Toddlers learning from one another
Toddlers Observing One Another
Toddler Montessori Work
Toddler Polishing in Montessori
Toddler Stacking Blocks
Toddlers listening to stories
Toddler pumpkin sorting
Older toddler helping a friend

Toddler Program


Classroom age requirements: 15 months to 3 years old.

This class meets Monday - Wednesday 8:30-11:15 a.m. or Monday - Thursday 8:30 - 11:15 a.m. 


The Toddler Program is designed to be a gentle transition from home to school.  Through close cooperation between parents and the teacher, the children  are gradually able to separate from their parents without anxiety. 


In a respectful and gentle way, Peaceful  Pathways' teachers support the child's natural development, with focus always on the encouragement of independence.  Toddlers begin building the foundation for who they are to become.  They are beginning to form their character, self esteem, purpose of life, social skills, and learning processes.


Activities are positioned around the room for toddlers to choose independently.  The materials and activities help the toddlers begin to experience the concept of sequence, form, shape, movement, and sound.  The activities change and evolve as the child grows physically, emotionally, and intellectually.


Your child is an acute observer, eager to learn, to explore, to try new skills and to master them through practice.  At a very young age, the child is able to concentrate on a task, absorb sequences and procedures, and master new language and physical skills if they are introduced in a way appropriate to the child's age, size and “needs.”  In our Toddler Room, active toddlers thrive in an environment where the various aspects of the physical world are introduced in a systematic way by specially trained teachers.


The Toddler Program covers three basic areas:


Practical Life:

After toddlers begin walking, usually around 12 months, their hands are free to work.  Imitation of adult tasks is the favorite activity at this age.  A child between 14 and 30 months is becoming aware of himself as a separate person and shows a need for independence.  He is interested in:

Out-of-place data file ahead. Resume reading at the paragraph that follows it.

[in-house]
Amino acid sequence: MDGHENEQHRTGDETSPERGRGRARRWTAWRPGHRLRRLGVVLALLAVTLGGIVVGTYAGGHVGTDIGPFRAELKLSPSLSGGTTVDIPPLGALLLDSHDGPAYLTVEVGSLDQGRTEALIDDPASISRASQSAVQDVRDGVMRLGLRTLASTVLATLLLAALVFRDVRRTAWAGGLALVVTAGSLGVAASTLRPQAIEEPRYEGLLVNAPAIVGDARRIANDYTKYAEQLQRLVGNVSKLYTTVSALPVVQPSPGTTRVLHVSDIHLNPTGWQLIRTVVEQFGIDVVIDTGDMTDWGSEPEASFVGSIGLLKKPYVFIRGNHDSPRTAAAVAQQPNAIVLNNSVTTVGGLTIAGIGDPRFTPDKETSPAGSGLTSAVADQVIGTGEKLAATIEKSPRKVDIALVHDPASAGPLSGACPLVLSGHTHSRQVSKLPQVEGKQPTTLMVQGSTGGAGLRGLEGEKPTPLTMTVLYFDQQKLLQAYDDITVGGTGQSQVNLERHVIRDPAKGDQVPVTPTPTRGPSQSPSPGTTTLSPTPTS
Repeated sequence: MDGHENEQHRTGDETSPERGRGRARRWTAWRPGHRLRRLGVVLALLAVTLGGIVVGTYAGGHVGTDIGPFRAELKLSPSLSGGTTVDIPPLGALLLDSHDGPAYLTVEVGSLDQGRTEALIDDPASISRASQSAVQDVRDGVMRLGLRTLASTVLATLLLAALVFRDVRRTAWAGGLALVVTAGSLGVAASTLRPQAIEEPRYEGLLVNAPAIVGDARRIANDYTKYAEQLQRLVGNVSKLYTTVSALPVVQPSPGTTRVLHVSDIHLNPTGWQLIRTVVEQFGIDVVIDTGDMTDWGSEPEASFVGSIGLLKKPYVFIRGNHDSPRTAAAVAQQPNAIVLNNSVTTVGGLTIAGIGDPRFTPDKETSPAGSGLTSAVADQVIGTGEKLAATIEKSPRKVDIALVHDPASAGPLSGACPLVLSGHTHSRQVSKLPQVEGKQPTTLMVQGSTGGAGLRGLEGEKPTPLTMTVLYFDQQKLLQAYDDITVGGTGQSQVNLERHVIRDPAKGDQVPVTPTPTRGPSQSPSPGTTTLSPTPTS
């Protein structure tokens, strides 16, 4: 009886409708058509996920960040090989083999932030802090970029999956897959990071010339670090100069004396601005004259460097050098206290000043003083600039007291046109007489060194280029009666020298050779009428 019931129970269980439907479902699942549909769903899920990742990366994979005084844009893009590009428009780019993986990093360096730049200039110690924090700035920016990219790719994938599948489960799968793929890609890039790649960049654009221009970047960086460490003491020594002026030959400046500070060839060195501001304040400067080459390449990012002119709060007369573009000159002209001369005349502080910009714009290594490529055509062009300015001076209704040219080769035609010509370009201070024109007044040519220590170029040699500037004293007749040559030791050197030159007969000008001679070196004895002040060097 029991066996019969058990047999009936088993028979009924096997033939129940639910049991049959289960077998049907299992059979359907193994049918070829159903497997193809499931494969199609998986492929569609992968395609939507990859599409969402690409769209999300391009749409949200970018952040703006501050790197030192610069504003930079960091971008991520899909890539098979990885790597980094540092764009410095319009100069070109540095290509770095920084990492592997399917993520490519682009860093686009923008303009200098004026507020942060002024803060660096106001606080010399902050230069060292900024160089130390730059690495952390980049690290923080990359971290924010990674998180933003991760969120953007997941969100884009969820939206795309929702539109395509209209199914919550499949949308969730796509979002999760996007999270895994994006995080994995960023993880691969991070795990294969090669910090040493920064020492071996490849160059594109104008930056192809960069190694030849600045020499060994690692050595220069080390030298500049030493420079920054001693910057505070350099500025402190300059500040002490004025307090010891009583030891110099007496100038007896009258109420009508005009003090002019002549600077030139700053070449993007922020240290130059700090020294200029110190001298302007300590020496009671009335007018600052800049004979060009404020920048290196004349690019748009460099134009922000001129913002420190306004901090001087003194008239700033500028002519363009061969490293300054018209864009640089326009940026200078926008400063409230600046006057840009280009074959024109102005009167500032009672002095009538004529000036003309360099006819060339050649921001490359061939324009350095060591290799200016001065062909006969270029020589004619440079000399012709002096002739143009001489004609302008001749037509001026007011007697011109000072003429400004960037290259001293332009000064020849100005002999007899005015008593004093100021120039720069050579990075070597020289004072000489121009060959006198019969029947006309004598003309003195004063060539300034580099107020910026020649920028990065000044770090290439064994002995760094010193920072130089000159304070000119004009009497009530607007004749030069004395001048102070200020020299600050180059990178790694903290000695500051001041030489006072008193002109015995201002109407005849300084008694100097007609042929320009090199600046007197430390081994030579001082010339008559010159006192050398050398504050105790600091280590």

• Dressing and undressing himself

  • Brushing his own hair and teeth

  • Putting things away around the house

  • Feeding himself and cooking

  • Setting the table and washing dishes

  • Using the toilet

  • Learning to fold, pour, sweep and mop


These activities comprise the “practical life” area of the Toddler Program.  Grace and courtesy lessons are also introduced to the child at this age.  Lessons include waiting until everyone is served before beginning to eat, use of cutlery at the table, greeting others politely, waiting until a person has finished a conversation before approaching them, and respecting one another’s workspace.



The toddler’s senses are challenged to match objects by size, shape, color, smell, or texture in the environment.  Sorting is used to assist the child in creating mental categories, which will soon be named with his developing language skills.  Exploring how water, sand, clay, and other materials behave when manipulated is fascinating to the child of this age.  Simple puzzles assist the development of special relationships.



Language develops rapidly between 18 months and age 2. Children learn new words daily.  We provide books, objects and pictures for naming. More crucially, the adults in the environment talk and listen carefully to each child during the language lessons.  Care is taken to pronounce words accurately and to give precise words for objects and actions.




The Toddler Program is an especially designed environment intended for children between the ages of 15 and 35 months.  Teachers assist students in acquiring the skills appropriate to their age.  Activities include:

  • Food preparation – particularly baking bread and cutting vegetables and fruits

  • Using cutlery, setting the table, eating and drinking independently

  • Sitting at the dining table and eating in a group

  • Using the toilet independently

  • Categorizing and classifying objects according to color and size

  • Learning to fold fabric and roll rugs

  • Beginning to use chalk and other art materials

  • Spoken language development:  vocabulary, using words, phrases and sentences as appropriate


As the teacher sees a student has made the necessary acquisitions to handle the activities in the Montessori Primary Classroom, the decision to transition to the Primary Program will be made with the parents.

Ms. Shawna Watkins

Schedule a Tour

Schedule a visit with Ms. Shawna Watkins, our Founder, and Head of School.